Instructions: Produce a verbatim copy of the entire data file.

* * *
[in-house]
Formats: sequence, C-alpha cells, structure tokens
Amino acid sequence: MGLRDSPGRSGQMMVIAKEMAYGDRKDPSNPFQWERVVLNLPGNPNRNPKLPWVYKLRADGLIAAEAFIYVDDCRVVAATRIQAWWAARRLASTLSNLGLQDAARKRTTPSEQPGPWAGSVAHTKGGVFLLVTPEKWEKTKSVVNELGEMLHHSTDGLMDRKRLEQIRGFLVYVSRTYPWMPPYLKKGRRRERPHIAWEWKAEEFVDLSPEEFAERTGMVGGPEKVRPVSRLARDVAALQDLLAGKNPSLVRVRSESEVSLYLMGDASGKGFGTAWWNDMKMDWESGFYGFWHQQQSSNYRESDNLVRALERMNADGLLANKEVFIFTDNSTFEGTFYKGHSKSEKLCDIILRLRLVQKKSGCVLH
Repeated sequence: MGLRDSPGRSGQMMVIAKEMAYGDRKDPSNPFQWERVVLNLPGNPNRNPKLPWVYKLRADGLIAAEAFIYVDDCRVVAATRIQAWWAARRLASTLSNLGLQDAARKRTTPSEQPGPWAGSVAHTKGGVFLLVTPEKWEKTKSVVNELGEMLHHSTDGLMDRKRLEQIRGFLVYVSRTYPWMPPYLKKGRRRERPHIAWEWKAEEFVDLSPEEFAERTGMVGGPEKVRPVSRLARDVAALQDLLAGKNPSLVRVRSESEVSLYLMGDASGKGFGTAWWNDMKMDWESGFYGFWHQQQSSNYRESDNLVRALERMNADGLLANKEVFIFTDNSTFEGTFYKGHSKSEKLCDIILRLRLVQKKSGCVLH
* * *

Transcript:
[in-house]
Formats: sequence, C-alpha cells, structure tokens
Amino acid sequence: MGLRDSPGRSGQMMVIAKEMAYGDRKDPSNPFQWERVVLNLPGNPNRNPKLPWVYKLRADGLIAAEAFIYVDDCRVVAATRIQAWWAARRLASTLSNLGLQDAARKRTTPSEQPGPWAGSVAHTKGGVFLLVTPEKWEKTKSVVNELGEMLHHSTDGLMDRKRLEQIRGFLVYVSRTYPWMPPYLKKGRRRERPHIAWEWKAEEFVDLSPEEFAERTGMVGGPEKVRPVSRLARDVAALQDLLAGKNPSLVRVRSESEVSLYLMGDASGKGFGTAWWNDMKMDWESGFYGFWHQQQSSNYRESDNLVRALERMNADGLLANKEVFIFTDNSTFEGTFYKGHSKSEKLCDIILRLRLVQKKSGCVLH
Repeated sequence: MGLRDSPGRSGQMMVIAKEMAYGDRKDPSNPFQWERVVLNLPGNPNRNPKLPWVYKLRADGLIAAEAFIYVDDCRVVAATRIQAWWAARRLASTLSNLGLQDAARKRTTPSEQPGPWAGSVAHTKGGVFLLVTPEKWEKTKSVVNELGEMLHHSTDGLMDRKRLEQIRGFLVYVSRTYPWMPPYLKKGRRRERPHIAWEWKAEEFVDLSPEEFAERTGMVGGPEKVRPVSRLARDVAALQDLLAGKNPSLVRVRSESEVSLYLMGDASGKGFGTAWWNDMKMDWESGFYGFWHQQQSSNYRESDNLVRALERMNADGLLANKEVFIFTDNSTFEGTFYKGHSKSEKLCDIILRLRLVQKKSGCVLH